Harms’ improved play leads Gophers to NCAA Sweet 16

Outside hitter Katherine Harms leads Minnesota in nearly every statistical category.

Minnesota outside hitter Katherine Harms serves against Creighton on Saturday, Dec. 1, 2012, at the Sports Pavilion.

Anthony Kwan

Minnesota outside hitter Katherine Harms serves against Creighton on Saturday, Dec. 1, 2012, at the Sports Pavilion.

Megan Ryan

Senior outside hitter Katherine Harms insists she hasn’t done anything different this year.

She hasn’t added extra workouts or a new diet to her daily routine. She still enjoys frequent trips to Qdoba. Yet her volleyball game has improved dramatically in her senior season with the Gophers.

“Just having this final year, I think everything finally just clicked,” Harms said.

In 2011, Harms finished third in kills for the Gophers with 305, averaging 2.82 kills per set with a .193 hitting percentage.

This year, she has improved in nearly every statistical category. She’s played in every set leading up to this weekend’s NCAA regional at Purdue, and she leads the team with 484 kills, averaging 4.10 per set with a .317 hitting percentage.

With Harms’ improved play has come recognition she hadn’t experienced before in her career.

She earned three Big Ten Player of the Week awards this season and made the All-Big Ten and All-Region teams.

“I always knew she was going to be able to do it,” junior middle blocker Tori Dixon said. “But it was a matter of just when is it going to happen.”

Figuring it out

Harms’ senior season has been remarkable and reliable. But she wasn’t always as consistent.

Harms said she struggled with her technique when she started playing club volleyball at age 14.

“I kind of had to hit the ball up to get it over the net,” Harms said. “[My coach] was a little concerned that I was never going to figure it out.”

But once she overcame her “awkward” phase, she started to develop her game more.

Harms said that when she was 15, Minnesota sent her a letter showing interest in recruiting her.

“Then it kind of clicked,” Harms said. “Like, ‘Oh, I might actually be kind of good at this sport. I might see where this is going.’”

Harms said she looked at a few other schools, but her father Dana Harms said Minnesota was the only place his daughter wanted to play.

“We even had the conversation with Katherine that you could come to the University and never get on the court. Was that OK?” Dana Harms said. “And her response was, ‘Yeah, that’s OK.’”

Katherine Harms saw playing time right away and earned more as she improved her consistency. And she wasn’t afraid to compete for it, like she did her sophomore year when Dixon played the same position.

“She kind of scared me a little bit,” Dixon said. “She was kind of like the person I was competing with every day in practice. So things might have gotten a little feisty at times.”

Former head coach Mike Hebert said Harms struggled to be consistent when he coached her in her first two seasons.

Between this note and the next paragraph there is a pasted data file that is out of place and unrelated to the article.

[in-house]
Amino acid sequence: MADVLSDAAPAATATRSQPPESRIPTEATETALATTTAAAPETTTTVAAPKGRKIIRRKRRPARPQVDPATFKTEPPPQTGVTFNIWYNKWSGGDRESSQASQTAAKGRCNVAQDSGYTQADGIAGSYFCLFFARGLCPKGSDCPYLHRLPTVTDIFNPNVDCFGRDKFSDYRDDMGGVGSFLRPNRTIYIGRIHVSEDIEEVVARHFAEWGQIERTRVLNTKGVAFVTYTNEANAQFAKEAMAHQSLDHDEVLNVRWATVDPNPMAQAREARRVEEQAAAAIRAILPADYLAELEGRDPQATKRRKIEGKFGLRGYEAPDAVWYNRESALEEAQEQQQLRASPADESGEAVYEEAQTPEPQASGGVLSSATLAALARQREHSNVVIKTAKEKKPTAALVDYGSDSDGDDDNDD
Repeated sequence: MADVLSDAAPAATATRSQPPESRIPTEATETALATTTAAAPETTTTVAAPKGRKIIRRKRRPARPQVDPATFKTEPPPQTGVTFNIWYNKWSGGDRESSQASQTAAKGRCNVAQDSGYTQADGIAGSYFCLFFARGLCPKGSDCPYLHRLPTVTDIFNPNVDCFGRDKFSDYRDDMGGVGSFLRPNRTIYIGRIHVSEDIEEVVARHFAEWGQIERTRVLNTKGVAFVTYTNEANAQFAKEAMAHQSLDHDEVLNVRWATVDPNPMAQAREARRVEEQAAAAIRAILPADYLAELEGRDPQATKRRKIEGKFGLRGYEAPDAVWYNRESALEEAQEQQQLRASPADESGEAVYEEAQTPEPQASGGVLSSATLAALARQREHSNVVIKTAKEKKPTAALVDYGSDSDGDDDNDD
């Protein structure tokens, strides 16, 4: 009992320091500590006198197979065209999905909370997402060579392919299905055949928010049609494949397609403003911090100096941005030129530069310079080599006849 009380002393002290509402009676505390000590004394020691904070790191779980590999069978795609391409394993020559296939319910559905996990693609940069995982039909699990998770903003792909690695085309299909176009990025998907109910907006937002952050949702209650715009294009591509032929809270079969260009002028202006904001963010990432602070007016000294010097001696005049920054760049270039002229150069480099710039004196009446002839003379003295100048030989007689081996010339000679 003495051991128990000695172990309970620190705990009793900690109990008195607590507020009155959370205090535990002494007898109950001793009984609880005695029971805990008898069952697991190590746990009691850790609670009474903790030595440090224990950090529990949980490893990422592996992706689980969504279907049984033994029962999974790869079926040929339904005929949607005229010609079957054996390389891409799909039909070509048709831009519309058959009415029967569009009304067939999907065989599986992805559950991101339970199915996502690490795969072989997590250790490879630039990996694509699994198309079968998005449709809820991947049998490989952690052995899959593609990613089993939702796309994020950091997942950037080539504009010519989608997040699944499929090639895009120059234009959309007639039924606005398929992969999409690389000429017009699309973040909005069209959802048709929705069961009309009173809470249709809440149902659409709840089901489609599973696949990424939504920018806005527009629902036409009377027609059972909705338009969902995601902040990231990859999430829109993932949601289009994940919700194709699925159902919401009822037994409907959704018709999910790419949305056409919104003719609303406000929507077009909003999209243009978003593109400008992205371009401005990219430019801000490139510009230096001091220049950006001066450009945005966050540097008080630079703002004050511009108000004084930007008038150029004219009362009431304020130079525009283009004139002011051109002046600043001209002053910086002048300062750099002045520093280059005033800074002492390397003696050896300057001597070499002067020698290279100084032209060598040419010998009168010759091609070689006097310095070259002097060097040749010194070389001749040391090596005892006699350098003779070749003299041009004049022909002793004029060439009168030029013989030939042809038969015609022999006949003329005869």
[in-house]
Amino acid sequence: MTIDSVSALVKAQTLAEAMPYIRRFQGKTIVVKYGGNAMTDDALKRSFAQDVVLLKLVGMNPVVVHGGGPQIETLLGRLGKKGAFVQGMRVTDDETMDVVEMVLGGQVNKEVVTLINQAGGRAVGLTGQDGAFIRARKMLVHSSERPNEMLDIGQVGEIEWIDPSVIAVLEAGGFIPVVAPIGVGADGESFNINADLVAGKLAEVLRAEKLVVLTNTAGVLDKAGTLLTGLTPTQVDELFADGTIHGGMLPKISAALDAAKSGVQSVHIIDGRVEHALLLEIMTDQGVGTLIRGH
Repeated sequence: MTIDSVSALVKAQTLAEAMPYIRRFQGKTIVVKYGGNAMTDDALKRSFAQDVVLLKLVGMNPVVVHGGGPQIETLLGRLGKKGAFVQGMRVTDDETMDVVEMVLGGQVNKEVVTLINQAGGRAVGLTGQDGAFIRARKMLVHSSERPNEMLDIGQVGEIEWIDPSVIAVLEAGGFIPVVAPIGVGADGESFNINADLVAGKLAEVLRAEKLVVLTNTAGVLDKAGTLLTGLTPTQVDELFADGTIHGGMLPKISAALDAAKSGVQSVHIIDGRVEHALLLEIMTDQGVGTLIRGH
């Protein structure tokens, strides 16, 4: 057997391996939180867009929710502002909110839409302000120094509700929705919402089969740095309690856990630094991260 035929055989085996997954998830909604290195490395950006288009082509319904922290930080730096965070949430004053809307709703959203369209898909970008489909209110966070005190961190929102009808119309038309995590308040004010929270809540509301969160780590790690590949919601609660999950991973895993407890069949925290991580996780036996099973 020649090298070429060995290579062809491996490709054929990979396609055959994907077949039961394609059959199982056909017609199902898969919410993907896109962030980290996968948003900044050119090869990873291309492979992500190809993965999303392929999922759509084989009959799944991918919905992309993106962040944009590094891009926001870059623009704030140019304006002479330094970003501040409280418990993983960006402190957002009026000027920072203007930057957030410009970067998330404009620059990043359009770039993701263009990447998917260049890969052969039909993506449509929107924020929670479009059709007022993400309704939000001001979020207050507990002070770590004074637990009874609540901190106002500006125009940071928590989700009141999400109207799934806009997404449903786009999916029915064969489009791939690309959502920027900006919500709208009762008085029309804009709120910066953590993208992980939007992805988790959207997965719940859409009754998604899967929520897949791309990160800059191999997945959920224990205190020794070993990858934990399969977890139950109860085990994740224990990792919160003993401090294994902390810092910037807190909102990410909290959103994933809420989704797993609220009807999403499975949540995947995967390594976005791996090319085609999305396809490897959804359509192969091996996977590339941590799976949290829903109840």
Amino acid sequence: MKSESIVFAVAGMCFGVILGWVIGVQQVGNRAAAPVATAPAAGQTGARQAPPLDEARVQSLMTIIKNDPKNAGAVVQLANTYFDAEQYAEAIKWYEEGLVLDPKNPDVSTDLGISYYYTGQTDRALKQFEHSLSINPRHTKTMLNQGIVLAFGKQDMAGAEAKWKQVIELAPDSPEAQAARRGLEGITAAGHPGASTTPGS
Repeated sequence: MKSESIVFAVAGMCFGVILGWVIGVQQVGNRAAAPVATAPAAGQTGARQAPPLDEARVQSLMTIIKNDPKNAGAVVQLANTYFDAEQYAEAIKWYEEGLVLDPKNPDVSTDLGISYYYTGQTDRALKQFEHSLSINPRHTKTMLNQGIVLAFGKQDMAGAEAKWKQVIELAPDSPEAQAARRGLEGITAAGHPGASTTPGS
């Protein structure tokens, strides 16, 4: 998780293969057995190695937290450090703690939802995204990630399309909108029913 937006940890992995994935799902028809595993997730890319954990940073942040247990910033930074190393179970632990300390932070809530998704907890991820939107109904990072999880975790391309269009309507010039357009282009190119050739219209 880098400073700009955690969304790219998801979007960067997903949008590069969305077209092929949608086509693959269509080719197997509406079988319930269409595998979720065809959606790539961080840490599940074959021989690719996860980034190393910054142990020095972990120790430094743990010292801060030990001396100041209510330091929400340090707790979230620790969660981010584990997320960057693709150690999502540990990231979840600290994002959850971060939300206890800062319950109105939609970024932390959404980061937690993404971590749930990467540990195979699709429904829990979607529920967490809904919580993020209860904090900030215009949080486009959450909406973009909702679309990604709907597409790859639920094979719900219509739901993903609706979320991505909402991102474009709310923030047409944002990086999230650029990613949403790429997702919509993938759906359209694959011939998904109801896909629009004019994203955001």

“I don’t think she was ever fully committed to the game the way she is now. … She just didn’t have it figured out yet,” Hebert said. “Those two dangling wires — they touch every once in a while. And they did for Katherine this fall.”

Get out of Harms’ way

Harms, recognizable by her blonde, multicolor-streaked hair, attributed her turnaround this season mainly to a change in her mentality — and knowing this was her last chance with the Gophers.

“Part of me felt like maybe I had cut myself short a little bit the first couple of years,” Harms said.

Hebert said Harms’ change was a cumulative process. Dana Harms also said his daughter didn’t improve overnight.

“She’s put in a lot of hard work,” he said. “Once she just kind of trusted the process, trusted herself and just let things happen … the success just built.”

While Katherine Harms’ outlook may have changed, she also had to tweak her style of play. Throughout the season, she has worked on finding different ways to kill the ball.

Her new versatility became especially important when opponents started imposing double blocks against her.

“[I am] finally learning better ways — more efficient ways — to do things,” Harms said, “instead of being that little freshman who thought she could hit it harder than anyone else and hopefully that would work.”

Head coach Hugh McCutcheon said he challenged Harms this year to not only adjust her attack but also to improve her blocking, defense and serving. McCutcheon said she’s delivered in every category.

Harms introduced a jump-spin serve this season that has helped her earn 40 aces, second-best on the team. She has also tallied 294 digs, which is tied for second.

“She’s certainly been a big part of our success,” McCutcheon said. “She’s certainly seen the highest number of swings, and I think that’s appropriate.”

Hebert said Harms creates obstacles for other teams in addition to helping her own team.

“To have a player who can score the way she can on the right side, it presents a real dilemma for the opponent,” Hebert said. “It’s not just kills. It’s the fact that she’s such a threat.”

Dixon, Harms’ best friend, said Harms has matured both on and off the court. The pair exemplifies this maturity when they shake hands during the starting lineup announcements instead of high-fiving like the rest of the team.

“It’s our little handshake because we’re classy all the time,” Dixon said. “We feel like classy people shake hands, and we don’t high five.”

Harms said she plans to play professionally after college, but right now she’s focused on a solid finish at the NCAA tournament, which would cap her dream season.

But she said her senior year doesn’t specifically stand out from her time with the Gophers.

“The whole four years is kind of that moment,” Harms said. “It went so fast, but there’s so much I remember about it. And I wouldn’t trade it for the world.”